Long hailed as a seminal work of modernism in the tradition of Joyce and Kafka, and w available in a supple new English translation, Italo Svevo's charming and splendidly idiosyncratic vel conducts readers deep into one hilariously hyperactive and endlessly self-deluding mind. The mind in question belongs to Ze Cosini, a neurotic Italian businessman who is writing his confessions at the behest of his psychiatrist. Here are Ze's interminable attempts to quit smoking, his courtship of the beautiful yet unresponsive Ada, his unexpected-and unexpectedly happy-marriage to Ada's homely sister Augusta, and his affair with a shrill-voiced aspiring singer. Relating these misadventures with wry wit and a perspicacity at once unblinking and compassionate, Ze's Conscience is a miracle of psychological realism.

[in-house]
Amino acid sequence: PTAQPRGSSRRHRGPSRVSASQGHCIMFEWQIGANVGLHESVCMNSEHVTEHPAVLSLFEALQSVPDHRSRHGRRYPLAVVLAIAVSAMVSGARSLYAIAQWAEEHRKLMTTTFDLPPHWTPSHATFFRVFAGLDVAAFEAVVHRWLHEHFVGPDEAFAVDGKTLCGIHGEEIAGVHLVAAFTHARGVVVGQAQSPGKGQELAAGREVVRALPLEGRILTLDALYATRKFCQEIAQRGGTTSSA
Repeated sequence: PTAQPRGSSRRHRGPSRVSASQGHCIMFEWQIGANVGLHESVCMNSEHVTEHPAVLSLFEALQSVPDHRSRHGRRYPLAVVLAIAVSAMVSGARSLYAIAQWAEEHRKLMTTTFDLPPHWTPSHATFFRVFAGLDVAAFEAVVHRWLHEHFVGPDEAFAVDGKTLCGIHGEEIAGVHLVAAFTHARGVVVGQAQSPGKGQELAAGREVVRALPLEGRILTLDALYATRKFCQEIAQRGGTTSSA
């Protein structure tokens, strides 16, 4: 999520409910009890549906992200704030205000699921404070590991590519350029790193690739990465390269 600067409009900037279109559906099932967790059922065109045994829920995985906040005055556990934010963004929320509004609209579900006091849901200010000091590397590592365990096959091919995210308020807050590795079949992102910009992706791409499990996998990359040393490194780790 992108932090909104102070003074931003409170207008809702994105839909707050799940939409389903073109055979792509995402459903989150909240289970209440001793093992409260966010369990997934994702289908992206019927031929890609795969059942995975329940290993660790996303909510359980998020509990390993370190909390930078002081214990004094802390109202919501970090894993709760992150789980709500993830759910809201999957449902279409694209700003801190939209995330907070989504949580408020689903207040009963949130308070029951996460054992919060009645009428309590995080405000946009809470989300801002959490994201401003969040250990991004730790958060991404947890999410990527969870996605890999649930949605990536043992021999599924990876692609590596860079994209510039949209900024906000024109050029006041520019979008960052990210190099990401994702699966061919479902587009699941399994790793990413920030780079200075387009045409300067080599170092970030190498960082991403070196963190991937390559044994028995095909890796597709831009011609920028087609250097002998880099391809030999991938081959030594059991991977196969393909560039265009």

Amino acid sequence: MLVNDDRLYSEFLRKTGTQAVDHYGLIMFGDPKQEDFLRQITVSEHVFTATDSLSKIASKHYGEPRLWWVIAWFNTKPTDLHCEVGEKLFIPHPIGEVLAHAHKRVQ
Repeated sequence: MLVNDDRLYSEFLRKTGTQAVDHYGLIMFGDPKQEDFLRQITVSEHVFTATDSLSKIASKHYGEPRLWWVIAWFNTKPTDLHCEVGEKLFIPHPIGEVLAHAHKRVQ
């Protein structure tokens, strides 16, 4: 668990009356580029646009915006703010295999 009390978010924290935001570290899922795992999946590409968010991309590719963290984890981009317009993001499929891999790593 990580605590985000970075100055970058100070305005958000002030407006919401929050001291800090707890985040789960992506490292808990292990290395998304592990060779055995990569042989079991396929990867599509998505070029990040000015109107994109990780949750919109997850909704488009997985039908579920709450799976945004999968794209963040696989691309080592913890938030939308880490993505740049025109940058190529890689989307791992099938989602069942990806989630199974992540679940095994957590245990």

Italo Svevo, whose real name was Ettore Schmitz, was born in Trieste in 1861. He was educated in Trieste and in a commercial school in Germany and returned to his birthplace to begin a business career that he pursued successfully until his death. He published three novels (at his own expense): Una vita (1892; English translation: A Life), Senilita (1898; English translation: Emilio's Carnival; also translated under the title As a Man Grows Older), and La coscienza di Zeno (1923; English translation: Zeno's Conscience; also translated under the title Confessions of Zeno). After his first two novels were ignored, Svevo considered giving up writing and devoting himself full-time to business. Aiming to improve his English, he fell under the tutelage of James Joyce, twenty years his junior. Svevo read early portions of Dubliners, and Joyce read Svevo's two novels and encouraged him to take up writing again. When Svevo completed Zeno's Conscience, Joyce arranged to have it published in France, where Svevo was dubbed the Italian Proust. He soon emerged from obscurity in Italy, and his rank as a major writer was already established when he died in a car accident in 1928.